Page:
Global equity markets continued to move higher in the 1st Quarter of the year, with Continental Europe, UK and US all higher by around 5% in sterling terms, with Japan being one of the few major markets failing to progress. Bond markets, however, continued to decline as the prospects of recovery and with it the potential for higher inflation and interest rates brought to an end, at least temporarily, to the long bull market.
As the world continues to grapple with the impact of Covid, the hesitant vaccine rollout of Continental Europe is in stark contrast to that of the UK and US. However, investors are still optimistic that as the year progresses, the benefits will flow through into a much improved economic outlook and with it, a healthier recovery in share prices. This can be seen in the make-up of sectoral performances over the past few months, with many of the cyclical and ‘value’ stocks and sectors, which were heavy fallers during the height of the pandemic, continuing to progress, while staples and technology shares saw continued profit taking. In addition, many governments are continuing to provide huge financial support for their economies, not only through immediate income assistance, but also infrastructure projects to maintain longer term economic help and momentum.
The overwhelming financial support being provided also has some negative implications. The major downside to these financial incentives is the impairment of government balance sheets and the sudden rapid fiscal ‘shock’ given to kick start the economic system. In the UK, government debt is now estimated at £2 trillion, with the size of the economy at £2.6t and in the US, debt stands at $21t and the economy at $27t. These eye watering debt numbers are unlikely to get better any time soon but with current low levels of interest rates, they are easily manageable. In fact, there is still around $14t of debt which is attracting negative rates of interest, so investors are still paying the German government, for example, to hold its bonds. However, the avalanche of financial support is raising concerns over the inflationary impact and with it, the effect on interest rates and bond yields. In the US, government bond yields have been rising, having almost doubled to 1.7% for 10 year bonds in the past 6 months. This is providing a nervous backdrop in bond markets, with sporadic spill over into equities: however, governments are likely to be supportive of markets, at least in the shorter and medium term and any modest uptick in inflation is likely to be accommodated. While this may be the case, it is difficult to see a positive outlook for bonds given the long bull market for this class and the very meagre yields which they, even now, offer.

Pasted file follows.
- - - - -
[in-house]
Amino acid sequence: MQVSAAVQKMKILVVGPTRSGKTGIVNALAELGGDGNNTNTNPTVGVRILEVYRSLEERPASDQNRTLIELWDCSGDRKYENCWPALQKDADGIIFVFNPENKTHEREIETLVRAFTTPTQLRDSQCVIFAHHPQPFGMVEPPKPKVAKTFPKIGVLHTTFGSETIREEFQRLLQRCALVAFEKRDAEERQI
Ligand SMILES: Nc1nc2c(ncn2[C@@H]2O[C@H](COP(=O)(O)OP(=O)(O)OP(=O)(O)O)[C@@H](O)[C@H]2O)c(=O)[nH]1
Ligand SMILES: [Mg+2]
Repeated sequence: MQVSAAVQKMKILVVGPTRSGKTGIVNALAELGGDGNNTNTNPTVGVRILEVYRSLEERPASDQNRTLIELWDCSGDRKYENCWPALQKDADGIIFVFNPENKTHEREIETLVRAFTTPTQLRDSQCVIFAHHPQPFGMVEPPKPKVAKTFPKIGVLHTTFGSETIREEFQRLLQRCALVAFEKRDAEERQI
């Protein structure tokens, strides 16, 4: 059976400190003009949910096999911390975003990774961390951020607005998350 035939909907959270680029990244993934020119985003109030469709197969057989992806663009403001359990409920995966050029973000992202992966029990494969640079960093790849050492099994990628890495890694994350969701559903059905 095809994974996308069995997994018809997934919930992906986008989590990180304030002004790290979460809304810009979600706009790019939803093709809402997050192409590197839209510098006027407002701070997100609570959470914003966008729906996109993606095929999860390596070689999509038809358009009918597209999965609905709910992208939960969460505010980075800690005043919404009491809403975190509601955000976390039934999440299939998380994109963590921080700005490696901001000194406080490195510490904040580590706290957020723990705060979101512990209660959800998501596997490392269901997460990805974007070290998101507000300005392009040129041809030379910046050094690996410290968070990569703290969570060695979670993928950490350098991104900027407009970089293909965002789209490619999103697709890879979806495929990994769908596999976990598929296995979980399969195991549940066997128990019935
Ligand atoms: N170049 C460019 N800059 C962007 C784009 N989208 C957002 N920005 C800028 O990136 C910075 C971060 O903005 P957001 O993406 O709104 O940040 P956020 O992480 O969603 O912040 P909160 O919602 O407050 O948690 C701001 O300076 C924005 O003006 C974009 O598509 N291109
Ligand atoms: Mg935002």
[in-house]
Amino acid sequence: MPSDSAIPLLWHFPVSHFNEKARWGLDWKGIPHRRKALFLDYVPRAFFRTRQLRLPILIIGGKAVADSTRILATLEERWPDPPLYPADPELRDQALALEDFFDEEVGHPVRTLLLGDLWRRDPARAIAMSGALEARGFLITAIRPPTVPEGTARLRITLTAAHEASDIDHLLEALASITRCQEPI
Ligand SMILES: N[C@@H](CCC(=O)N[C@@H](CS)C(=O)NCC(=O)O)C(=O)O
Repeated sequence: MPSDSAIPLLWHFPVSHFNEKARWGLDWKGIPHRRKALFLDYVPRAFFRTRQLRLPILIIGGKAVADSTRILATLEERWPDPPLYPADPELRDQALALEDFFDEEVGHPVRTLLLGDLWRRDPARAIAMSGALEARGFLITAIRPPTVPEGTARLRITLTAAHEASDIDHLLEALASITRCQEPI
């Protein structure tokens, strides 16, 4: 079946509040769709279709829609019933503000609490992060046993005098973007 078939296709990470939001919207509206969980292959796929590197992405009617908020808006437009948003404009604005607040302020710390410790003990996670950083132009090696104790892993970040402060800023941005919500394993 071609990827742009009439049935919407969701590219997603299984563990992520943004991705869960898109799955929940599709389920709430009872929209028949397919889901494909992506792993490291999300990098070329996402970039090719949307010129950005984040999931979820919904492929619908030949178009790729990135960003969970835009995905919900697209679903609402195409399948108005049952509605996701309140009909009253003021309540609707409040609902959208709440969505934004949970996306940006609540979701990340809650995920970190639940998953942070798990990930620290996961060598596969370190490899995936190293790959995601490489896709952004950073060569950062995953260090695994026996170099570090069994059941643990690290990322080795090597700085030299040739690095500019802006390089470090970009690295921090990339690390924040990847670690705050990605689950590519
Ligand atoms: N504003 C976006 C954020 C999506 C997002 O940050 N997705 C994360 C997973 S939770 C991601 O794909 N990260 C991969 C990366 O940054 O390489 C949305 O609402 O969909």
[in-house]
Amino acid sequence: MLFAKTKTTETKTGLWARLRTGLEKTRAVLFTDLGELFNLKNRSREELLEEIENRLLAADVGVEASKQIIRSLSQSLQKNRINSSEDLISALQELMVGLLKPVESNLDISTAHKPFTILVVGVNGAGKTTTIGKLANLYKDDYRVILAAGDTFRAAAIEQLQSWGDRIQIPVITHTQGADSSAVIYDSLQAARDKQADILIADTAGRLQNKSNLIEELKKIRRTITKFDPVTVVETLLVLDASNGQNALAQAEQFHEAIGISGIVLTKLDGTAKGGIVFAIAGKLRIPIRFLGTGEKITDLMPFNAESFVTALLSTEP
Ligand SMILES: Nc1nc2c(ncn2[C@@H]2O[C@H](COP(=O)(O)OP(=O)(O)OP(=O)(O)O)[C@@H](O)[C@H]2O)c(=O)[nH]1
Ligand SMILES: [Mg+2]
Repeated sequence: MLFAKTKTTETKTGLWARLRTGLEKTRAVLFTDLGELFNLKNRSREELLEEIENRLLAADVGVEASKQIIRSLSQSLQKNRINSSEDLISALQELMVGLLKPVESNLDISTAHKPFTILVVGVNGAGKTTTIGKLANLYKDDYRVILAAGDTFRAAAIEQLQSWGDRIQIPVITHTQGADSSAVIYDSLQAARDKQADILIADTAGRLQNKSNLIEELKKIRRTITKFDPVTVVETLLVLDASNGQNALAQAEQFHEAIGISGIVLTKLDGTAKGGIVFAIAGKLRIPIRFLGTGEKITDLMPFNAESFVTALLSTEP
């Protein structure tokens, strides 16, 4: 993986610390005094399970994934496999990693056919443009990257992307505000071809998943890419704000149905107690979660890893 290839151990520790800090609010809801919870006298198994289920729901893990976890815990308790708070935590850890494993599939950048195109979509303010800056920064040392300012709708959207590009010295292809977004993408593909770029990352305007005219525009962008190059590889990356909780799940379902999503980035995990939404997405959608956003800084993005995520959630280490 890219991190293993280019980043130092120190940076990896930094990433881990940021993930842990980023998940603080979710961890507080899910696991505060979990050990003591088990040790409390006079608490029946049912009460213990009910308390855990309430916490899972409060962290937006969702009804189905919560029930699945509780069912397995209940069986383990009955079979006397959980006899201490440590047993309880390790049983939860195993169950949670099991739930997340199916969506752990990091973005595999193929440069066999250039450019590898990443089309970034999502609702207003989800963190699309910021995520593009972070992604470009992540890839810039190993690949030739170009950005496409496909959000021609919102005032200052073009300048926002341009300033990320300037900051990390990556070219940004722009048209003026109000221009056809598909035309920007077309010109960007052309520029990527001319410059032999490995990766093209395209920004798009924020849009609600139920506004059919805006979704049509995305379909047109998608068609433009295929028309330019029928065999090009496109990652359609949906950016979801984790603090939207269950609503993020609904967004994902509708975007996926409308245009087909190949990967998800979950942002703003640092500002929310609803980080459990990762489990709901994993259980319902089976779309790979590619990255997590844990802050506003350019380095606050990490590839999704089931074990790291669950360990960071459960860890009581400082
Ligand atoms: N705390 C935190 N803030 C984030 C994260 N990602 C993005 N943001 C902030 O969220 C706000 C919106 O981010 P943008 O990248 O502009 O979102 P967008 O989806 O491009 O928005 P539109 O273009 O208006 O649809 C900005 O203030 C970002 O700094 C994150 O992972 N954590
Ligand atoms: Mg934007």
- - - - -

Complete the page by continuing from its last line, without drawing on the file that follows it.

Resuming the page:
In equities, many financial commentators will point to already high valuations as lofty compared to historical standards and a hindrance to further progress; however, while this is the case at the headline level many cyclical stocks have seen their profits heavily impacted by events and provided the economic recovery is not hampered then a healthy profit rebound should ensue leading to a swift recovery in estimates. Of course, financial markets are always attempting to predict what will happen 12 or 18 months ahead so some of the recovery is already being factored into share prices. While this is certainly true, it is likely that cyclical and value stocks have further to go yet although there will be a point over coming months when a rotation into more staple sectors will occur, probably and perversely at a time when the world and investors are at their most optimistic. That said, a balanced equity portfolio should continue to offer benefits over the coming year with healthy yields, improving profitability underpinned by proactive government support and recovering economic activity.
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